Healthy senior dies after doctors reportedly misdiagnosed her with cancer and removed both kidneys
A 73-year-old woman had both her healthy kidneys removed in what she claimed was the wrong procedure. Unfortunately, she died nine months after the surgery.
Linda Woolley, 73, was undergoing four hours of dialysis three days per week. She was waiting to be added to the national transplant waiting list.
She had filed a medical malpractice suit against the University of Colorado months before her death. She claimed the hospital had erroneously removed two healthy kidneys from her body.
According to a Fox31 investigation, a biopsy conducted in March 2018 allegedly showed “no signs of malignancy.” However, two months later surgeons removed both of Woolley’s reportedly healthy kidneys.
The story received national attention. News station even received offers from potential donors unfortunately Woolley died on February 1.
Before her death, she had encouraged people to donate their organs. She went on to add that even if they should do so weren’t a match for her O+ blood type explaining they could help others.
“People are wonderful,” she had said in an interview with Fox31. “It’s wonderful to see good things happen.”
Woolley’s daughter, Heidi Haines was prepared to offer her a kidney. Unfortunately, the family revealed that Woolley suffered cardiac arrest and never recovered.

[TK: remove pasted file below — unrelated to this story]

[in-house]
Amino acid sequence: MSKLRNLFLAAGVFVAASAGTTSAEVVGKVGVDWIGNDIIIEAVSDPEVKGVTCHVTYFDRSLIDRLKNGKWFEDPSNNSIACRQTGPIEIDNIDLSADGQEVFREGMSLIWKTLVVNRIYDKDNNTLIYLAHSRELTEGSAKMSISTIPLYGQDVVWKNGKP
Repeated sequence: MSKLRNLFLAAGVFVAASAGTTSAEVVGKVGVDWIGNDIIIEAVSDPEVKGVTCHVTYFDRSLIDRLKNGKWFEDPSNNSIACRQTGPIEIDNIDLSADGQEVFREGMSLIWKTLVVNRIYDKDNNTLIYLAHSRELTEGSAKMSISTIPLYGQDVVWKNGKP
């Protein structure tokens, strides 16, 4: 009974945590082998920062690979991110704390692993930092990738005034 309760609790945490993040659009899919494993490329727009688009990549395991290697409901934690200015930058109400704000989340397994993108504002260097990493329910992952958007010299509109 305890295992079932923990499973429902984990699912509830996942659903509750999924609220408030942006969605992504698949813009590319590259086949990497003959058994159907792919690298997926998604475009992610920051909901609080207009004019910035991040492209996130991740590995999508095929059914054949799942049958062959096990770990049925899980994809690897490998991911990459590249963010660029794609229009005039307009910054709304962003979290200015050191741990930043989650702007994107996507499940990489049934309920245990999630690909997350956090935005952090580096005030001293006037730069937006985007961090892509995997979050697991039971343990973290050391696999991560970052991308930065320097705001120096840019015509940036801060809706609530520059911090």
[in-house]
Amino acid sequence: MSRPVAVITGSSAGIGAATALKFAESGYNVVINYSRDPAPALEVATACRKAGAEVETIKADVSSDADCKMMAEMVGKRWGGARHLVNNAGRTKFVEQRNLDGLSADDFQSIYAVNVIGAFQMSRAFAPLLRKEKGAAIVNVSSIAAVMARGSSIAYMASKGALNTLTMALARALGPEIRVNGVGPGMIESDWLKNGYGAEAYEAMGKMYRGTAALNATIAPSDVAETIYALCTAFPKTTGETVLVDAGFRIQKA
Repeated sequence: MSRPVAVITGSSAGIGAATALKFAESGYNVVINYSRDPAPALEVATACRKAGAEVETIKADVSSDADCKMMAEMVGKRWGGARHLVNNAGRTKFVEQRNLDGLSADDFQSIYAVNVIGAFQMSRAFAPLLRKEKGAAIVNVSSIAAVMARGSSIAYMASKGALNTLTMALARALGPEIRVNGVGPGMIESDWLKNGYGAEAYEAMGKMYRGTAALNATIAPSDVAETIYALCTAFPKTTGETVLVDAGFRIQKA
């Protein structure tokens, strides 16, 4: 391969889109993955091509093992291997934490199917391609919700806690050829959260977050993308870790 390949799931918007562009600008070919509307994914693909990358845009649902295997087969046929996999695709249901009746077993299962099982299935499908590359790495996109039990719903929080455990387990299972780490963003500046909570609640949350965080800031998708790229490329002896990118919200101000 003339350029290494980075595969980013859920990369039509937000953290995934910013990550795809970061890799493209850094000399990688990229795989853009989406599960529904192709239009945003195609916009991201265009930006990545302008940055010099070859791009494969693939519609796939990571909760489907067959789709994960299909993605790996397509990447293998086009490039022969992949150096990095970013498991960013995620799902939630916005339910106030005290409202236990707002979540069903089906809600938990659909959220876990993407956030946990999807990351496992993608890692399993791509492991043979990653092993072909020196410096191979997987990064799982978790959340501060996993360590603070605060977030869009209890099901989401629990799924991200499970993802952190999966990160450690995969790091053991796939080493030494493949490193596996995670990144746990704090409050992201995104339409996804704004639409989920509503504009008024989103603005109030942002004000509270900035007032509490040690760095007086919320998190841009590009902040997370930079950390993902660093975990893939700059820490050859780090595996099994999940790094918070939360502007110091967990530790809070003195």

“I thought I was going to be able to fix it and now I won’t get the chance,” Haines said.
Haines and her sister, Jodi Fournier broke the news of her death. They also revealed that they believed their mother would still be alive if her kidneys were not removed.
While alive Woolley had called the ordeal “terrifying.” She had gone on to say that when you go to the hospital, “you trust that you’re going to be taken care of.”
A spokesman from the hospital did not “have any information” about the ongoing case. However, the University of Colorado Hospital released the following statement after her death:
“Our deepest condolences go out to the family and loved ones. We are committed to providing the highest-quality care for our patients. Unfortunately, we are unable to discuss any specific patients because of federal and state laws that protect patients’ privacy.”